One of the best things about eating seasonably is that you begin to appreciate the food that’s in season more. It’s easy to take for granted oranges you can buy year round or asparagus in the height of summer (a product of South America, extravagantly flown to the United States and shipped to your nearest supermarket).
Food, as it turns out, has seasons, just like the weather. Many of our customs, holidays and traditions feature foods, because, a long time ago, when those customs and traditions were established. Everyone ate seasonally. Because they had to. There were no supermarkets with asparagus available in August.
Since I began making an effort to eat seasonally a couple years ago, it’s been one of the most pleasant discoveries. Caprese with tomatoes that are still warm because they were picked out of a garden 15 minutes ago. Or, on the flip side, creamy, heavy, hearty comfort food that makes a cold winter a little more bearable.
Something kinda like… turkey pot pie?
2 cups chopped cooked mixed turkey meat
3 Tb olive oil
1 large potato
1/2 medium onion
1 cup frozen broccoli, thawed
1 sprig fresh rosemary, minced
1 clove garlic, minced
1/4 cup all purpose flour
2 cups skim milk
1pkg phyllo dough
2 tb butter, melted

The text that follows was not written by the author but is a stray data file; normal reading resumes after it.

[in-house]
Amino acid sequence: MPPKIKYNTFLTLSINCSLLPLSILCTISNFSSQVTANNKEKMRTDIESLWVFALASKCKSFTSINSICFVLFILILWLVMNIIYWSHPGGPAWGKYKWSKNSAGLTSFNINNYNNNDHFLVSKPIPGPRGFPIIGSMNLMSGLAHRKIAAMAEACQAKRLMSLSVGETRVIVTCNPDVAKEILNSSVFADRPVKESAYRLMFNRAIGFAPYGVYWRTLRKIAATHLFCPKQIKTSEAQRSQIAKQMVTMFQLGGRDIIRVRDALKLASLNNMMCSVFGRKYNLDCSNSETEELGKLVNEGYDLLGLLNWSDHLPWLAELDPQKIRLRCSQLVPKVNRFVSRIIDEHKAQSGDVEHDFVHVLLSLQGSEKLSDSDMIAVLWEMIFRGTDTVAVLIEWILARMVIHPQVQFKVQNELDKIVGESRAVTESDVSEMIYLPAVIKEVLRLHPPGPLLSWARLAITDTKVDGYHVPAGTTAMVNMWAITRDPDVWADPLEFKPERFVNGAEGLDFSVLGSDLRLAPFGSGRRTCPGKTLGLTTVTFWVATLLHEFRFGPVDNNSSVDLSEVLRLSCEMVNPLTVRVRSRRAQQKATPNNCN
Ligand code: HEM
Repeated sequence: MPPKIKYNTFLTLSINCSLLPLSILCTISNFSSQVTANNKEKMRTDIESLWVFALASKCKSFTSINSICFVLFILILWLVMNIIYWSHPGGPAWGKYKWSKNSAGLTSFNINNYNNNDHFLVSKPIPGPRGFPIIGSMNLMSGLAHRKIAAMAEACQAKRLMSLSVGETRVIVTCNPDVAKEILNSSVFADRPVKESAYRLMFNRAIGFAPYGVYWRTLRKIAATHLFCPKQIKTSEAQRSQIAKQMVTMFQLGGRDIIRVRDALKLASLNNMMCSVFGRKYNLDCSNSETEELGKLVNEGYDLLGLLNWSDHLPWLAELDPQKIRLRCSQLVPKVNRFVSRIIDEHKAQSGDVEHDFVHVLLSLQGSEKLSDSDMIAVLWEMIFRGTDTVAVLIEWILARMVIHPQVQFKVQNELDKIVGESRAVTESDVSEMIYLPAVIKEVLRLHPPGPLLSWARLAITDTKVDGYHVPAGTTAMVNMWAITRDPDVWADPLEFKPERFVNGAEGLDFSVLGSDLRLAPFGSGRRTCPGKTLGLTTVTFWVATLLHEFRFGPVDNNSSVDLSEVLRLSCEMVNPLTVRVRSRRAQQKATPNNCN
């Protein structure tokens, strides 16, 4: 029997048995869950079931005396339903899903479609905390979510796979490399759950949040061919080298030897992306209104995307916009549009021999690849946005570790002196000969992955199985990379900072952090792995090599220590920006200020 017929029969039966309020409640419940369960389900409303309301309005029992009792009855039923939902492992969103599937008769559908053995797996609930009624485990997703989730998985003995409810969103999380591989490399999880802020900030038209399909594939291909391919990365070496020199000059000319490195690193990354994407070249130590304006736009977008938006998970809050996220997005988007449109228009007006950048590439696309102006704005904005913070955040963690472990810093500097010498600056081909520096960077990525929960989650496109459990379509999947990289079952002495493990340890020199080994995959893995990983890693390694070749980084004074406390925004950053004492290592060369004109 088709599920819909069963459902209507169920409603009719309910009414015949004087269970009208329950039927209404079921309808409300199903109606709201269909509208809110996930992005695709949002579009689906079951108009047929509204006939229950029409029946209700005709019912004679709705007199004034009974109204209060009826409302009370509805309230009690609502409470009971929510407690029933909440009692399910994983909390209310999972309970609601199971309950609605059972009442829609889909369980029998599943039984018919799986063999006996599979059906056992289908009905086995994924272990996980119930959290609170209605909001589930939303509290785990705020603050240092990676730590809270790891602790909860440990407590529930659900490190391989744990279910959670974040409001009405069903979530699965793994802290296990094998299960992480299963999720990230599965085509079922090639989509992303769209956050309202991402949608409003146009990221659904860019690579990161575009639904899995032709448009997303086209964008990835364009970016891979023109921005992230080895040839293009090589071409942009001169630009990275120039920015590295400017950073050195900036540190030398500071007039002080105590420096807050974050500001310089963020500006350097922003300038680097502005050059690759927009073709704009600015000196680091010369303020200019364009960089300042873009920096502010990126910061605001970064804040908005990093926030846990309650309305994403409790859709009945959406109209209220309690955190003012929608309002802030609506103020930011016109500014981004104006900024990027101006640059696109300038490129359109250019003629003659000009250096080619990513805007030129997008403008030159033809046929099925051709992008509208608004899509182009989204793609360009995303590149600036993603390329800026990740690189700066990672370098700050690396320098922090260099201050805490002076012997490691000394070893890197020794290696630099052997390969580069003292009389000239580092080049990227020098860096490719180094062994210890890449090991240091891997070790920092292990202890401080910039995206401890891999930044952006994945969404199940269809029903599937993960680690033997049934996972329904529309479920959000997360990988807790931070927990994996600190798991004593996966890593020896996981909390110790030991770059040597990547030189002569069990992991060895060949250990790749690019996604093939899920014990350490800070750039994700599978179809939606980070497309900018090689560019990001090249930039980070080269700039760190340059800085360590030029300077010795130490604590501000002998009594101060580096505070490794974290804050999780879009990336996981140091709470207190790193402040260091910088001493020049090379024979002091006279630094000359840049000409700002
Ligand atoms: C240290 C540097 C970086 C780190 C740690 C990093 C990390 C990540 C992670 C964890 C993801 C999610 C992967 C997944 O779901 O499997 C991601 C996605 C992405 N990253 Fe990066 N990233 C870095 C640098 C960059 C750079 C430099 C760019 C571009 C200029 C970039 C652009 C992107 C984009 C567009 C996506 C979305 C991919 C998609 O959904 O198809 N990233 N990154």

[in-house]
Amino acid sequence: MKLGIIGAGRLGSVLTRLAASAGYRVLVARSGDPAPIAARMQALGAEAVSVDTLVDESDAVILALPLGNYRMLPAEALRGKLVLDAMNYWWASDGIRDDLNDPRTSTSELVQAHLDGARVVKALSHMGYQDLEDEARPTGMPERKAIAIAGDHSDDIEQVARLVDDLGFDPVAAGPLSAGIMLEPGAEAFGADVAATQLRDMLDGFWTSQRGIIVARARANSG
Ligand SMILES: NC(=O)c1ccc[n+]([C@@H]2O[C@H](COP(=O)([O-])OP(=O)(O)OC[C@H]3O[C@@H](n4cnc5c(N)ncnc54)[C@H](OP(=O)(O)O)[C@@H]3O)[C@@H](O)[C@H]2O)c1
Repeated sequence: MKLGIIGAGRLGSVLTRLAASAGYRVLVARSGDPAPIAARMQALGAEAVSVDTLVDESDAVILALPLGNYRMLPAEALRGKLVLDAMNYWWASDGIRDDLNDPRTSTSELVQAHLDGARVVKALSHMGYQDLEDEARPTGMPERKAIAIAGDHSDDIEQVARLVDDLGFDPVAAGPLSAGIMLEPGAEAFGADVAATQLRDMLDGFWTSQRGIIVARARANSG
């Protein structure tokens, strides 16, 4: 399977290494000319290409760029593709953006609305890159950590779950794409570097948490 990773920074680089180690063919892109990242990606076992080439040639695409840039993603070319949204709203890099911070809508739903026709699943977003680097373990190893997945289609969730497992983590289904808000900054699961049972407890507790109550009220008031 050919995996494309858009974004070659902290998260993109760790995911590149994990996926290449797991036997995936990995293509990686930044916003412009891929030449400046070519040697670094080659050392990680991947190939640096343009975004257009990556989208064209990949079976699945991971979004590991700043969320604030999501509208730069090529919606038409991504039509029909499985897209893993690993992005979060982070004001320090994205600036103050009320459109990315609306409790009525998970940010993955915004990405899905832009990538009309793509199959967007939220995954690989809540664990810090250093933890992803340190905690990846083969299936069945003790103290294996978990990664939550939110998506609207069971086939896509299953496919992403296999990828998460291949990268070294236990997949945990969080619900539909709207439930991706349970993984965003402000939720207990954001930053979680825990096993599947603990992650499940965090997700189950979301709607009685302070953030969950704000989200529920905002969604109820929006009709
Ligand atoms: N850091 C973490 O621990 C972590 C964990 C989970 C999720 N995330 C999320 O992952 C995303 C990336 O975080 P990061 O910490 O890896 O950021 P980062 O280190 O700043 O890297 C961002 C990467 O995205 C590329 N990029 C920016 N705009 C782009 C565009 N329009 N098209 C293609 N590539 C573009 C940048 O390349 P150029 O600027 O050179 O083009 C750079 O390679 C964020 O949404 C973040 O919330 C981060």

Pre-heat oven to 400 degrees. Bake potato (I pierce them and put them in the microwave for 4 or 5 minutes). When it’s cool enough to handle, cut into 1 inch pieces. Heat 2 tb oil in a large sauce pan and add onion and garlic. Cook on medium low until onion softens, 3-4 minutes. Increase heat to medium high. Add flour and mix well to a paste consistency. Cook 1 minute, stirring constantly. Gradually add milk and whisk until mixture comes to a boil and thickens. Remove from heat. Add rosemary, potato, broccoli and turkey. Season with salt and pepper as needed. Pour into a 9-inch deep dish pie pan. Layer 2 or 3 pieces of phyllo over the pie plate and brush remaining 1 tb of oil mixed with 2 tb melted butter. Repeat with remaining phyllo. Trim excess phyllo hanging over the edges with a sharp knife. Bake until golden and bubbling, about 20 to 25 minutes.
I actually adapted the recipe from this Martha Stewart recipe for Lighter Chicken Pot Pie. And according to my Lose It! iphone app, 1/4 of the pie has 432 calories. Not too bad for a hearty winter meal.
The turkey was frozen leftover from my Thanksgivng turkey from Almost Heaven Farm in Monroe County. The potato was from Spangler’s Greenhouse in Monroe County. (Both bought via the Monroe Farm Market). The flour was from Reed’s Mill Flours, also in Monroe County. The milk is from Homestead Creamery in Wirtz, VA. The butter is Land O’Lakes (Boooo! Not local). The rosemary is from a coworker’s bush, here in Charleston. The broccoli and garlic are not SOLE, and from my local Krogers, as well as the phyllo dough. The onion is also from Krogers, but it is organic.